Pandemic Diaries #1
I wonder if this is what it felt like for people living during WWI and WWII. Not for the soldiers obviously, but for the hundreds of thousands left at home and trying to continue daily life knowing that the world would fundamentally change.
This weekend was much like any other. It's spring here and I ventured outside to start building a garden space in my yard. There in the sun with music on the speakers and my hands in the dirt, I had to remind myself that beyond the fence, strange things were happening. This is history happening and we all are living through it.
That realization manifests in strange ways. At one point I sat down next to a tree for a little break and stared up at the sky. I realized that there were no planes. Not a single one. The Boise airport is not far from me it's not unusual to see commercial airplanes coming and going. Or hell, just crossing the airspace at 60,000 feet or wherever they fly normally. I wondered if, back when things were normal, I could look up for any length of time and not see an airplane.
There was not a single one that day. In fact, I glanced up several times while I worked and never saw a single one.
The world seems muted somehow. Quieter.
Going shopping, especially grocery shopping is a strangely awkward affair. We watch each other with suspicion and we keep our distance. We wait for people to get to the end of the aisle before we turn in. A stranger and I stood and waited while some guy, who seemed to be totally oblivious to the world around him, browsed the shelves as if this were a few months ago.
There was something very real that wanted to scream, "Fuckface! The rules have changed! Get your shit and get the fuck out!"
That reaction is probably not productive.
I wait. So does the stranger. And when the 'fuckface' in question finally done figuring out what he wants, me and the stranger negotiate a path around each other. She wants something on the shelf about where I am standing, I am trying to get to the other end. I have to break the sacred 6' space for a split second. I actually caught myself holding my breath as I rushed past as if the very air around this person was enough to infect me.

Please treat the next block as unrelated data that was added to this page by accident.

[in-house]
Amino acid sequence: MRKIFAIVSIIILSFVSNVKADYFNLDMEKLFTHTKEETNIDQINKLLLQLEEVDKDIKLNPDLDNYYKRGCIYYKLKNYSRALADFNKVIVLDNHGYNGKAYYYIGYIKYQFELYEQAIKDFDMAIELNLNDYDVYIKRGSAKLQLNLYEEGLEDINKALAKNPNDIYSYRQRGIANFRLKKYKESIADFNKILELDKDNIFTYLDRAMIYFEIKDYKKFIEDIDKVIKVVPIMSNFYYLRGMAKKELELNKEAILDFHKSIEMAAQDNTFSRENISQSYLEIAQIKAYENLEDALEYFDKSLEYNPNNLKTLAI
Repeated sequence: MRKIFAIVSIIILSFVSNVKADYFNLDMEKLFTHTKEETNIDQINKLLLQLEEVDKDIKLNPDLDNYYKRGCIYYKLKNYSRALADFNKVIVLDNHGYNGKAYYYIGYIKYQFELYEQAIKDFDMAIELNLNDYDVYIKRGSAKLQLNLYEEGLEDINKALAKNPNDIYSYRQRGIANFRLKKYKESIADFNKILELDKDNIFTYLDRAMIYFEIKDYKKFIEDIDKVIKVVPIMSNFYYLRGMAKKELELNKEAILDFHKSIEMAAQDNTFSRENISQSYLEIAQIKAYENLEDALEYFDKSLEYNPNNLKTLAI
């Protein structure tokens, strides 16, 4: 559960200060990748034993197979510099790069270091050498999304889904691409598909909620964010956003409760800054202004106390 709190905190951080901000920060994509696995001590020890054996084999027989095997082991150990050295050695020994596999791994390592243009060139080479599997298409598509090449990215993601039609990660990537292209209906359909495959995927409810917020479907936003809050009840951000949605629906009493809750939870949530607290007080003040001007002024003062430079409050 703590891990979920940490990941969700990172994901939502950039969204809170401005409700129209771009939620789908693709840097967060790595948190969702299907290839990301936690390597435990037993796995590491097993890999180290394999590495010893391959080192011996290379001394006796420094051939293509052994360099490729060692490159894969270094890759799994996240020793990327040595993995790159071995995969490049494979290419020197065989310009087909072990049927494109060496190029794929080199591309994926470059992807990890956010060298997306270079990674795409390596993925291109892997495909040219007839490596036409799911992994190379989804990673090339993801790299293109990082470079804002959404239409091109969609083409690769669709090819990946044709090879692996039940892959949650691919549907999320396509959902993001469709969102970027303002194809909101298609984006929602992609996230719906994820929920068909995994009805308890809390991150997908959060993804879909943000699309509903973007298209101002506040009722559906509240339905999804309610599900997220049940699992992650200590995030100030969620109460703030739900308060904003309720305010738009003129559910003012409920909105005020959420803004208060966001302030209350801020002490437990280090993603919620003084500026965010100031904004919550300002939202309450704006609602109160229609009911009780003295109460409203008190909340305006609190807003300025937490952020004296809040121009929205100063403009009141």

A lot of people started wearing masks but I haven't yet. It's the CDC recommendation but it doesn't make sense to me. The information we got earlier told us that face masks really don't do much to protect the wearer, rather they are to protect other people from the wearer.
I don't wear a mask at home and, really if I'm not going to great lengths to protect my wife from whatever I might be carrying at the moment, I could give a shit about the rest of you. I mean, no offense, but I like her more than you. And plus it feels like giving into the Fear.
The Fear is what will destroy us. So I give it roughly the same berth as I give the people at the grocery store.
But that's part of the problem. We live in a post-truth world which was at worst frustrating and, at best, amusing when we were worried about whether or not the idiot President actually said the thing that he totally said on camera. But the stakes are real now. Was the information I was given back then a reflection of reality? Did something change? Is what I am being told now the truth?
It's a strange time to live through so it's probably not a surprise that I wanted to document it. Because this is history and history should be documented. Who knows, maybe I break through, achieve some sort of fame for my writing and these little rants become interesting to people looking for insight into the world during the 2020 pandemic. Maybe it's just for my kid's or grandkid's history project. Or maybe just for me to look back and go, "Wow. Those were some fucked up times, right?"
Working in my garden felt the same. The trees were blooming. The garbage collectors picked up trash and the busy road on the other side of the fence still rumbled, hummed and occasionaly roared with vehicles. But it was noticably quieter.
And there were no planes.
This is our world. April of 2020.